Disclaimer: This is literally a novel. I am so sorry!

On “tracks”:

After re-reading my answer, I realized that my definition for pre-professional tracks was really vague. Sorry about that!

As a STEM major, I’m most familiar with the pre-med and pre-vet tracks. I will be basing my response on my exposure to people in those tracks.

The importance of labeling yourself as pre-med/pre-vet is that it signals to all students and faculty that you’re going to be in need of specific advice.

Every Trinity College (non-engineering) student is assigned an academic advisor prior to declaring their major, and then receive a major advisor within their department post major declaration sophomore spring. These advisors would need to know that you’re pre-med/vet because there are unspoken standards that these students need to meet.

These standards come from pre-professional schools, and include the they expect you to have taken and what activities demonstrate your interest and skill in the topic.

This is extremely important, for example, if someone is a humanities major who intends to pursue medicine. A philosophy major who is pre-med will not end up taking these required classes by accident.

At Duke, we have a lot of flexibility in how we design our education. We don’t have common core classes. Beyond your major requirements and the loose framework that forces students out of their comfort zone, it’s pretty much a choose-your-own adventure. As such, tracks are important. They provide guidance in a choice full system.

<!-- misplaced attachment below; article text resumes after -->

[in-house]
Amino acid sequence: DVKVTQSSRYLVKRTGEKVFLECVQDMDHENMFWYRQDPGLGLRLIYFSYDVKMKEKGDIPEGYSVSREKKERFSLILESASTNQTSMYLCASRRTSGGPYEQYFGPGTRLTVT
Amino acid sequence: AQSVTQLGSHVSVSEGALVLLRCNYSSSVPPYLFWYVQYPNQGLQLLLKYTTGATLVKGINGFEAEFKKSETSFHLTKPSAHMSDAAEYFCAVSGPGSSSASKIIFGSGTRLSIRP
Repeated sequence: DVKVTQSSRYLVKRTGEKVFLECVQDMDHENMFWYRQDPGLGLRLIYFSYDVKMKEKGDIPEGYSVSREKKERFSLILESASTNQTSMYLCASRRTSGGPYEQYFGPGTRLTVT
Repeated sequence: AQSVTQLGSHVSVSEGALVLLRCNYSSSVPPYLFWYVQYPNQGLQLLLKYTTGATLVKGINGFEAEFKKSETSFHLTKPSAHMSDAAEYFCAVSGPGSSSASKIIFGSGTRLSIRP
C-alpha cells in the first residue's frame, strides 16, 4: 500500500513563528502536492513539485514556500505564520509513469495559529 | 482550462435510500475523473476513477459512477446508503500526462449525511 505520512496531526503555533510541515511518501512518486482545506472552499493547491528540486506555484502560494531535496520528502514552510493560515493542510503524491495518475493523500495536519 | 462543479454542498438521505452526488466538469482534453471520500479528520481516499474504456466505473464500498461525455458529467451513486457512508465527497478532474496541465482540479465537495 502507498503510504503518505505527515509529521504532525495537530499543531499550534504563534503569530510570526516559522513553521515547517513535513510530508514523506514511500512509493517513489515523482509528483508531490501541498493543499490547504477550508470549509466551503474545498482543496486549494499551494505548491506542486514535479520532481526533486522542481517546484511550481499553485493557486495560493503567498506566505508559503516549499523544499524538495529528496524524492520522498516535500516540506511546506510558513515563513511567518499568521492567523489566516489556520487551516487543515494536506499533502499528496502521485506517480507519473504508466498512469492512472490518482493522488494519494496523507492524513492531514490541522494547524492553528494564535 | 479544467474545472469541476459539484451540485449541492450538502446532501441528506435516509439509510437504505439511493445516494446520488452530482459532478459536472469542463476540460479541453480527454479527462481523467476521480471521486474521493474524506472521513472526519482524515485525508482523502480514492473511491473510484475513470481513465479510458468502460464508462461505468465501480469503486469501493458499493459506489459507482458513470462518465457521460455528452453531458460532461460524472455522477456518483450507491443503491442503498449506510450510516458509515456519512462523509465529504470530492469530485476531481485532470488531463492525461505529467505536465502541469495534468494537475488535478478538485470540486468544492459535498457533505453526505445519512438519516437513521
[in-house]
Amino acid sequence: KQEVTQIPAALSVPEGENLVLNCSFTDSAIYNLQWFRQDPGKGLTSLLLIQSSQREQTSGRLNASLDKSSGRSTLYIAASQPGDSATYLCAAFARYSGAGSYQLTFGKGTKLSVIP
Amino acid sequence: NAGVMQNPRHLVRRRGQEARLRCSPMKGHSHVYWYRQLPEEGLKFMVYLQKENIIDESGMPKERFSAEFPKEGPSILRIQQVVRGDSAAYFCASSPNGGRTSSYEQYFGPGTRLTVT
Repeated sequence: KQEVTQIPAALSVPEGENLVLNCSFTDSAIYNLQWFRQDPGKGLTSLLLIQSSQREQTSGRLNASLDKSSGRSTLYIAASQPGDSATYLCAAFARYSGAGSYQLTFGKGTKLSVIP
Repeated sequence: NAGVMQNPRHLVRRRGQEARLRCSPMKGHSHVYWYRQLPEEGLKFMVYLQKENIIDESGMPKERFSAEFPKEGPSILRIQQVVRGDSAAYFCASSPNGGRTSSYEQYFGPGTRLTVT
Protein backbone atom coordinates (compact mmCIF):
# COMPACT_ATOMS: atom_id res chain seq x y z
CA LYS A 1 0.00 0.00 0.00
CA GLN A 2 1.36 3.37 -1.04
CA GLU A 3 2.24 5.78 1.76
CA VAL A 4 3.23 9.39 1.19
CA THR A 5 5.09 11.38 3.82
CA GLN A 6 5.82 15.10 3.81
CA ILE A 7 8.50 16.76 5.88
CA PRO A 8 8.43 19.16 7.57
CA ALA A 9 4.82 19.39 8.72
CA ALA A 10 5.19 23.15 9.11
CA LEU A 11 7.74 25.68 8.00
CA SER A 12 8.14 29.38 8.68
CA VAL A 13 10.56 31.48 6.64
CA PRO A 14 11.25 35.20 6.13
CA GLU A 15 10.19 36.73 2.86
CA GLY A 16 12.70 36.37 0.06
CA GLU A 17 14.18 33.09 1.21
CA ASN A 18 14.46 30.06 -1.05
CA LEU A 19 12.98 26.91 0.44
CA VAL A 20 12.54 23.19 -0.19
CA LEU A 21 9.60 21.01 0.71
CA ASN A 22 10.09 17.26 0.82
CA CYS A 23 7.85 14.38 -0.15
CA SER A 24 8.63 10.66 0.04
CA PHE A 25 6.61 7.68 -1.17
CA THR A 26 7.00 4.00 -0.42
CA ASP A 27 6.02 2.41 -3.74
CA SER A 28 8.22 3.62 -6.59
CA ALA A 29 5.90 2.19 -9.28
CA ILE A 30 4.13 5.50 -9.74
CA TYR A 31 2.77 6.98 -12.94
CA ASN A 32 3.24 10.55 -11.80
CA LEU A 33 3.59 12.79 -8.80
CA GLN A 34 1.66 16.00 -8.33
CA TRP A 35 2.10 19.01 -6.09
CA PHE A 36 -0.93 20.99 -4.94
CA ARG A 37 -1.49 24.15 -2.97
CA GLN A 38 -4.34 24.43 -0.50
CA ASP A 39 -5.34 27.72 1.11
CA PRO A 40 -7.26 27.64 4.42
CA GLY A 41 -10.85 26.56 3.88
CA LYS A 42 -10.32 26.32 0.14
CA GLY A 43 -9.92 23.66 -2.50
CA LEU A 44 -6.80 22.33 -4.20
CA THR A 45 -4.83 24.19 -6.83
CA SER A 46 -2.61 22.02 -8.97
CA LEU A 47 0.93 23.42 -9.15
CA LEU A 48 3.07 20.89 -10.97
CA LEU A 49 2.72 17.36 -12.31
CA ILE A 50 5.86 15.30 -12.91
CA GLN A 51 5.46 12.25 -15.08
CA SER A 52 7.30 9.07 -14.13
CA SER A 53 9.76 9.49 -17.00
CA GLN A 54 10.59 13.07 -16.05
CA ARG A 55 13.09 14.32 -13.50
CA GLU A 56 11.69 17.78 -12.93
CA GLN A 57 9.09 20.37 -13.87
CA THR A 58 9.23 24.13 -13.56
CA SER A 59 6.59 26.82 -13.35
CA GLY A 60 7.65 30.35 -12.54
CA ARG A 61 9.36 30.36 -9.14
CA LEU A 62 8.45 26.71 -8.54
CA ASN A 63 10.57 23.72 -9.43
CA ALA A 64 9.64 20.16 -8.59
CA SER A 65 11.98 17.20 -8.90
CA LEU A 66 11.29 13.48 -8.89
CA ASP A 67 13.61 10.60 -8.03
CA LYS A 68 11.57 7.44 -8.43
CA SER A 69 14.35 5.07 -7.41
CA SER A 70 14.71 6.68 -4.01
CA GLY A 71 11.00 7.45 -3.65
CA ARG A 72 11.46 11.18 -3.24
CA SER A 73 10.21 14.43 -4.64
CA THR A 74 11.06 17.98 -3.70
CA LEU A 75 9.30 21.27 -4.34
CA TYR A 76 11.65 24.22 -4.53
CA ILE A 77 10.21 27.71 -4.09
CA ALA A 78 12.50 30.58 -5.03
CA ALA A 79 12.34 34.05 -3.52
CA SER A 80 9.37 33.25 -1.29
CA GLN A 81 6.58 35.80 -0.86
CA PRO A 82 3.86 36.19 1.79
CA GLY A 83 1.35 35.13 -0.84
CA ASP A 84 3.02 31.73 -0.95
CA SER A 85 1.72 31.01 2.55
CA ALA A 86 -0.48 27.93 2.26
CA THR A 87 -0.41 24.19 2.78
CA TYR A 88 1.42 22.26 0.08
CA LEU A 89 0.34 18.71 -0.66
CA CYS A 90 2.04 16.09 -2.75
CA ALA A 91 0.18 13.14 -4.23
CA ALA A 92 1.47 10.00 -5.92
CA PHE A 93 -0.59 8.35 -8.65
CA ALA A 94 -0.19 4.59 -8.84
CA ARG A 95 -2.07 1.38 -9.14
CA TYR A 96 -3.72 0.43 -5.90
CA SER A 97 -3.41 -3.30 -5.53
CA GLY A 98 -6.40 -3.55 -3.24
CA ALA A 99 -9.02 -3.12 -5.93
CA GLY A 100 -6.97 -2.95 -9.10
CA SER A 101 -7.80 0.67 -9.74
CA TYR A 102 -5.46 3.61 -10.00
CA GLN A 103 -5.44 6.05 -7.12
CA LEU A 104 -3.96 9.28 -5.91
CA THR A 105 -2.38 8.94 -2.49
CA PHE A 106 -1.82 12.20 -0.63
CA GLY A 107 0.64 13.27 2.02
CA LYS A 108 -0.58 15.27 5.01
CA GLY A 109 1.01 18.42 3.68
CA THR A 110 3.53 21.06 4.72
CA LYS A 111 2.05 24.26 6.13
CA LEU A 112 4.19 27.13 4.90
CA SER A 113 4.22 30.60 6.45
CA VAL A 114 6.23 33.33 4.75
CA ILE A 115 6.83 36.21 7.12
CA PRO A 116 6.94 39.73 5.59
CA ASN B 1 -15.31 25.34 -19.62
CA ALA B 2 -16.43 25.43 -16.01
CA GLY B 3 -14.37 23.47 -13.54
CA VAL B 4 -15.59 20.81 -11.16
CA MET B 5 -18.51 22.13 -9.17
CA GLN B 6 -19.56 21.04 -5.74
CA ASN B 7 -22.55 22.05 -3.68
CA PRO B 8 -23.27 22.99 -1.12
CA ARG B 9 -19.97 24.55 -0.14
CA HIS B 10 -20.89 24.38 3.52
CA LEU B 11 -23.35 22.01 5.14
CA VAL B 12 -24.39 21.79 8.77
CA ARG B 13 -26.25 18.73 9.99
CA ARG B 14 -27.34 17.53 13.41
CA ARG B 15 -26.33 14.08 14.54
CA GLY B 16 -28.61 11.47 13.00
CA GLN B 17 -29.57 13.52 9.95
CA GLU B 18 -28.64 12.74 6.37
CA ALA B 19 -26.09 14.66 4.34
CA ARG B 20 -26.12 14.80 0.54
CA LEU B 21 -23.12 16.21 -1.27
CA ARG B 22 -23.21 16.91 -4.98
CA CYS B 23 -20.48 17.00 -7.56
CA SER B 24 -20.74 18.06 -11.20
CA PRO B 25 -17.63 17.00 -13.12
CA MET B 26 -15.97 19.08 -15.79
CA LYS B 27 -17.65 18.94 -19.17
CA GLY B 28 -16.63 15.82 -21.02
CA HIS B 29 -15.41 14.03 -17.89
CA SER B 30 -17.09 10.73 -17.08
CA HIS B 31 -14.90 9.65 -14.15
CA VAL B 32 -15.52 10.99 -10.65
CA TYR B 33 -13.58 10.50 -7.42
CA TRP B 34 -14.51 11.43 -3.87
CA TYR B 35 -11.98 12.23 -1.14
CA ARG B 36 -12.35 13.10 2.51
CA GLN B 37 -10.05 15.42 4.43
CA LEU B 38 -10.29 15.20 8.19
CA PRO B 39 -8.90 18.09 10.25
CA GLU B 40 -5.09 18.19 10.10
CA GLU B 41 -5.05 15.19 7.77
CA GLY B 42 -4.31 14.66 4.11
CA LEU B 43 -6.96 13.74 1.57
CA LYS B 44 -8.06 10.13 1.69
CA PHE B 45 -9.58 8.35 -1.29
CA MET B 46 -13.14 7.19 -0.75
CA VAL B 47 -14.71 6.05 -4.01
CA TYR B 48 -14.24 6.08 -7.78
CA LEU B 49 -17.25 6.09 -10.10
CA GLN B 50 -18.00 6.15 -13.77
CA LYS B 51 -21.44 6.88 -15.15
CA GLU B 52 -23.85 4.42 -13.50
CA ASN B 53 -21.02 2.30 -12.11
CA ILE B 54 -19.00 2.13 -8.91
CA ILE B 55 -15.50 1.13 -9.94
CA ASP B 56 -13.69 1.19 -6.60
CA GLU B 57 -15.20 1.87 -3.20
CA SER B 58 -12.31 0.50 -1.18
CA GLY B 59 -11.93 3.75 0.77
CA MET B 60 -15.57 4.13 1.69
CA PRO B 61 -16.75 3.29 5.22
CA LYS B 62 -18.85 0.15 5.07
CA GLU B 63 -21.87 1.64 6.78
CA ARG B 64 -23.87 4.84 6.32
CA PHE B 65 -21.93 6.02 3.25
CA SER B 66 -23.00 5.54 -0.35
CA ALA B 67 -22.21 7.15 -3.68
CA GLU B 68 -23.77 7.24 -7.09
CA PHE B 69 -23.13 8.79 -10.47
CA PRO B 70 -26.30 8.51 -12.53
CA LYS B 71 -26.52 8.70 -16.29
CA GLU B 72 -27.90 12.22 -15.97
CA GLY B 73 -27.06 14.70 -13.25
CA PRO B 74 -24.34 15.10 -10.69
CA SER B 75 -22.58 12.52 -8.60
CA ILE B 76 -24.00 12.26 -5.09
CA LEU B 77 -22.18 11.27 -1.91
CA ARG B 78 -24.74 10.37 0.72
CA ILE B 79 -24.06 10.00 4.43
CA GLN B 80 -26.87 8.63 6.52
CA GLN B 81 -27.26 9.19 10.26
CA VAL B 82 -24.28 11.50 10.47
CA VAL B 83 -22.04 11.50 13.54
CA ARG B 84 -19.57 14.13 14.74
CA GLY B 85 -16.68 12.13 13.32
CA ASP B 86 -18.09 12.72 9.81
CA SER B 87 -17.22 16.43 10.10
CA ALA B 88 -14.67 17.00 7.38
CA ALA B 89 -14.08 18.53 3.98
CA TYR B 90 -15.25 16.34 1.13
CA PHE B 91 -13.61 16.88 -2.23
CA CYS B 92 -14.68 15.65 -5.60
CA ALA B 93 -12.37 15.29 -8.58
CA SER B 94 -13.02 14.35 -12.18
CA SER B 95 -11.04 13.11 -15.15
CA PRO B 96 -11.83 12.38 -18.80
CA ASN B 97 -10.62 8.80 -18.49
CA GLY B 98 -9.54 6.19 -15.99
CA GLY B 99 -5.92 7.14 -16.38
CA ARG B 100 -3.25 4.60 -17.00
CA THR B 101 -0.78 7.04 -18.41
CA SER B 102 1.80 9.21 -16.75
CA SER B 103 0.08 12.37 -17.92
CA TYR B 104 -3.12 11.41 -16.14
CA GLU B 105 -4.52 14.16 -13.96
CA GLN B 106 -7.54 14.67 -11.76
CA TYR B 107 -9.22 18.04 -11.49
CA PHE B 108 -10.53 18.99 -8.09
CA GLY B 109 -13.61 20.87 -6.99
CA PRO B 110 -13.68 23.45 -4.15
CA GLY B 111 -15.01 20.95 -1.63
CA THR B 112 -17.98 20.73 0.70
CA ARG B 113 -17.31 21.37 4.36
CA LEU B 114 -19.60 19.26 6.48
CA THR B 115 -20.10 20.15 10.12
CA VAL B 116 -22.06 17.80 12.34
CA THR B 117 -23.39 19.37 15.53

Additionally, labeling yourself as pre-professional allows you to connect with other people who have the same interests. There are many clubs dedicated to supporting students interested in these career tracks. It's just a good way to bond with people.

Duke Culture:

The great thing about Duke is that it’s big enough for you to find a place for yourself, wherever it is that you belong. As common with larger schools, there is a strong party culture for those who want it. Party culture is largely dominated by Greek life or Duke’s SLG’s (selective living groups). However, many people who have experienced Greek life at larger institutions have shared that Duke Greek life is no where near as intense as at public schools.

I am not a fan of Greek Life myself (source: GreekRank). Even so, it is much tamer at Duke. Many people form strong friendships in Greek life and gain a lot out of it. There are Greek organizations for the wealthy and traditionally attractive, and ones that are for more diverse groups of people. You have a good shot of getting into a sorority over an SLG (defined below).